For example, work is underway to launch studies in Africa and Asia to determine how precisely the gene associations found in this study apply to non-European populations.
Planning work has started to conduct more-specific testing of selenium levels in pregnant women in low-income nations and areas within the United States.
Dr. Muglia noted that today’s findings will also be part of a March of Dimes Prematurity Research Center database that will allow researchers to study the importance of these genes not only in isolation but in context with other potential factors in preterm birth now under investigation, including:
The March of Dimes Prematurity Research Center--Ohio Collaborative partners are Cincinnati Children’s Hospital Medical Center, University of Cincinnati, The Ohio State University, Nationwide Children’s Hospital, Mount Carmel Health System, Case Western Reserve University, University MacDonald Women’s Hospital and Rainbow Babies & Children’s Hospital, and the MetroHealth System.
The other centers are located at Stanford University School of Medicine; Washington University in St. Louis; University of Pennsylvania Perelman School of Medicine; and University of Chicago-Northwestern University-Duke University.
Zhang, G, Feenstra B, Bacelis J, et al. Genetic Associations with Gestational Duration and Spontaneous Preterm Birth. N Engl J Med. DOI: 10.1056/NEJMoa1612665.
The paper appears free online beginning at 5:00 p.m. Eastern time, Wednesday, September 6 and will be in the September 21 printed issue of the New England Journal of Medicine.
Major funding and collaboration for the study were provided by the March of Dimes, White Plains, NY; Cincinnati Children’s Hospital Medical Center; 23andMe, Inc., Mountain View, CA; Bill & Melinda Gates Foundation, Seattle, WA; the National Institute of Child Health and Human Development, Bethesda, MD; The Finnish Birth Cohort (FIN); Mother Child Cohort of Norway (MoBa); and the Danish National Birth Cohort (DNBC).
Other partners in the study in the U.S. included Fifth Third Foundation, Cincinnati; The Broad Institute of MIT and Harvard, Cambridge, MA; Carver College of Medicine, University of Iowa, Iowa City, IA; Massachusetts General Hospital, Boston, MA; Stanford University School of Medicine, Stanford, CA; Wayne State University, Detroit, MI; and Yale University, New Haven, CT.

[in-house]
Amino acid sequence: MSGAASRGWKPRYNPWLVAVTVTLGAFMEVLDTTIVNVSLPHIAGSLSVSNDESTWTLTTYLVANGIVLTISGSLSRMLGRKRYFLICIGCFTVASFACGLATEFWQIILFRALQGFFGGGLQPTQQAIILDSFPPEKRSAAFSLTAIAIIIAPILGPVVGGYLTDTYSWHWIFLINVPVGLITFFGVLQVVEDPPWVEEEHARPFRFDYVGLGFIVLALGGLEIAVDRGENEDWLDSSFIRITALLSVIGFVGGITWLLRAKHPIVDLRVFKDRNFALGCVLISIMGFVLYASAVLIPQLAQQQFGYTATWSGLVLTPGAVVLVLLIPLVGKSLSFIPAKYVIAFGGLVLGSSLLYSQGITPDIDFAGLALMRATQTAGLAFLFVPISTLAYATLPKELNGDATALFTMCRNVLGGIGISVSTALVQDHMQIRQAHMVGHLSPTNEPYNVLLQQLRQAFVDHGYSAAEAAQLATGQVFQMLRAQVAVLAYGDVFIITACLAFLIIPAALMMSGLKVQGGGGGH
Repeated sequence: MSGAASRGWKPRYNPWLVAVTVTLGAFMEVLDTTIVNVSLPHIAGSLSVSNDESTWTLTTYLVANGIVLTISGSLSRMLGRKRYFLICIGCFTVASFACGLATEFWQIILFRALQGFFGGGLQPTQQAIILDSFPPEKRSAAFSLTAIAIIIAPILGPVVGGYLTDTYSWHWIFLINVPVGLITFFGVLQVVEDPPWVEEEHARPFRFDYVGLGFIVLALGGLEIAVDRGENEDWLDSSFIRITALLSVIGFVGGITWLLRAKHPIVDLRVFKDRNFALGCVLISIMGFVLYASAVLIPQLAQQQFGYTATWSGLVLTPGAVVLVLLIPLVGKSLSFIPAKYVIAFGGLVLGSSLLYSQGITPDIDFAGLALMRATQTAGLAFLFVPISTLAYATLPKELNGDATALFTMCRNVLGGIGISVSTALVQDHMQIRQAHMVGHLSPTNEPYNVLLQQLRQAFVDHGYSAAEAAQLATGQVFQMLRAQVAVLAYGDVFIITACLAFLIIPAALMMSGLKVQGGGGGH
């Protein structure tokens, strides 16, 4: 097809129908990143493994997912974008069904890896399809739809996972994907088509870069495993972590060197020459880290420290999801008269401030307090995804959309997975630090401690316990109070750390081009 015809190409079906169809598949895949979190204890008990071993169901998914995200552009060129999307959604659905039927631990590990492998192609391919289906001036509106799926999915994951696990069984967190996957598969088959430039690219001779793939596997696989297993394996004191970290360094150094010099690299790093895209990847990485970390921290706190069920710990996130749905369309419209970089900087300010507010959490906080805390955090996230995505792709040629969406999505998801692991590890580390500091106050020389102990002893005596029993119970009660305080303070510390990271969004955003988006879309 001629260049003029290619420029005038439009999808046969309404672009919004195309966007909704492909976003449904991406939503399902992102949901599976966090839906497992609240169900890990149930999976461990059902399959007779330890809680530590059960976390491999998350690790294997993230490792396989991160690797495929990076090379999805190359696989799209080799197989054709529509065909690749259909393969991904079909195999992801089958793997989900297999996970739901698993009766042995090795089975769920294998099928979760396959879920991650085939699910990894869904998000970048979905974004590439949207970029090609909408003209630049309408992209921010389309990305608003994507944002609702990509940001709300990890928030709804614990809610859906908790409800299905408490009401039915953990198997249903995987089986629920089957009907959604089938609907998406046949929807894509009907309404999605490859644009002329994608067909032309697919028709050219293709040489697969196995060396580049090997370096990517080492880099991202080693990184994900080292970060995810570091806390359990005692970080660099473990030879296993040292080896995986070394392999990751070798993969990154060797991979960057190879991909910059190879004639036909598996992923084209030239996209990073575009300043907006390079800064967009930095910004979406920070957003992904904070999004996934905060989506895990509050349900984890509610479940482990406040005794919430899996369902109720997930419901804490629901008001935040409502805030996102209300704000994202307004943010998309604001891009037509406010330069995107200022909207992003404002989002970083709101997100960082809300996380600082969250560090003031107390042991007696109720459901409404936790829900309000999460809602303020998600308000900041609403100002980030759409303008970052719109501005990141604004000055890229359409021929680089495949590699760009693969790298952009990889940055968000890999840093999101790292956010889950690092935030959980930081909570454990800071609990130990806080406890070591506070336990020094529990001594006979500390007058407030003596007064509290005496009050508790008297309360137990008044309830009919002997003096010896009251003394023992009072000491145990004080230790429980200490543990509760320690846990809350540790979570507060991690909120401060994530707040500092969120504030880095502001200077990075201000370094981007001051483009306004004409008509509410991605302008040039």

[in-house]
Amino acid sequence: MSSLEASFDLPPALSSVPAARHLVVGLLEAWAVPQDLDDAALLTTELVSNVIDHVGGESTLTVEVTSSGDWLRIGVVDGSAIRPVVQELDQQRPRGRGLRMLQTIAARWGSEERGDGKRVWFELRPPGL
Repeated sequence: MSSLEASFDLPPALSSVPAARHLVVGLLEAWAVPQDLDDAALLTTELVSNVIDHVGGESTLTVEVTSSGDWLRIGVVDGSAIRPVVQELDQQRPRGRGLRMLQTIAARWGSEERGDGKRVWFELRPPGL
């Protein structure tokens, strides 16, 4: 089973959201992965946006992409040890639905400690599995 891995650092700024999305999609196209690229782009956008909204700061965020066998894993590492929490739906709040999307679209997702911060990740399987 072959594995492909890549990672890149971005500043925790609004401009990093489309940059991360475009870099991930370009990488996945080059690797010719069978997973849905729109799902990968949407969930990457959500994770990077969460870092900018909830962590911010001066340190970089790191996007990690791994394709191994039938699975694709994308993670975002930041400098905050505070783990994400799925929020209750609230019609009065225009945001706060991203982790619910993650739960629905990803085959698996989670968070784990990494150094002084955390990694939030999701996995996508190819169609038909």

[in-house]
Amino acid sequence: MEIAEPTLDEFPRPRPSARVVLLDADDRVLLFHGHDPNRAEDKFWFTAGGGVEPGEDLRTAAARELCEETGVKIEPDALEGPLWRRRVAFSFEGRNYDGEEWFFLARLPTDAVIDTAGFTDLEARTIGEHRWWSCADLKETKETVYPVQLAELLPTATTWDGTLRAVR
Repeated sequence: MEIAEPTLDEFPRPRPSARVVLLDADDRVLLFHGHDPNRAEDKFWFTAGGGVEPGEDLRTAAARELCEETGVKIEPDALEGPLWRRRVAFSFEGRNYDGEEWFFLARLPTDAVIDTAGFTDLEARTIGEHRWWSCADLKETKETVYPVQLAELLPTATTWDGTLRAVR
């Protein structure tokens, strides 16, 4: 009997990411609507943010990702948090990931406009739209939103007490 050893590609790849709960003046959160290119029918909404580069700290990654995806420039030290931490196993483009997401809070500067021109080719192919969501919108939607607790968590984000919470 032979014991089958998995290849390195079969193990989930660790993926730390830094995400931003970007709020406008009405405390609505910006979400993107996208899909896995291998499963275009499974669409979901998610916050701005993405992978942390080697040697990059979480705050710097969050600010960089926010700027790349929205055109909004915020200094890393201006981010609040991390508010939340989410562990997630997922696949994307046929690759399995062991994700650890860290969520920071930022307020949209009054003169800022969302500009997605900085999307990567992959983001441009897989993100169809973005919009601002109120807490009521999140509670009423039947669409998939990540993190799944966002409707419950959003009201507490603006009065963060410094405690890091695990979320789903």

The March of Dimes is the leading nonprofit organization for pregnancy and baby health. For more than 75 years, moms and babies have benefited from March of Dimes research, education, vaccines, and breakthroughs. For the latest resources and health information, visit our websites marchofdimes.org and nacersano.org. If you have been affected by prematurity or birth defects, visit our shareyourstory.org community to find comfort and support. For detailed national, state and local perinatal statistics, visit peristats.org. You can also find us on Facebook or follow us on Instagram and Twitter.
For the first time, we have robust clues about the genetic pathways that can lead to a woman’s risk for preterm birth. This offers the potential to develop new ways to prevent preterm labor and spare babies from being born too soon.
This is just the beginning of the journey, but we think it leads to an exciting horizon where we can really make a difference in human pregnancy.
Infants born before 37 weeks of pregnancy are considered preterm. In the U.S., preterm births occur in 9.6 percent of all pregnancies.
More than 15 million babies worldwide are born preterm each year, and about one million of them die as a result. Preterm birth and its consequences are the leading cause of death for children under age 5. Infants that survive preterm birth often do so only after weeks, even months of tremendously expensive intensive care. Even so, some of the smallest, earliest born survivors grow up to face life-long health risks including chronic lung disease, vision and hearing impairment, cerebral palsy and other neurodevelopmental conditions.
Preterm birth also places enormous emotional and financial burdens on families, from the risk of uncovered health bills to weeks and months of lost time from work.
When babies are born as close to full-term as possible, everyone benefits.
By analyzing data from more than 50,000 women, the research team identified six gene areas, or loci, that were associated with gestational length and preterm birth.
These loci include EBF1, EEFSEC, and AGTR2, which were associated with both gestational length and preterm birth and WNT4, ADCY5 and RAP2C, which were associated with gestational length, but not with preterm birth (see #13 below for more information on these genes).
No. These are the gene associations that probably have the biggest effects. As we collect information from even more individuals, we may see other, less frequent gene associations that also may have an effect.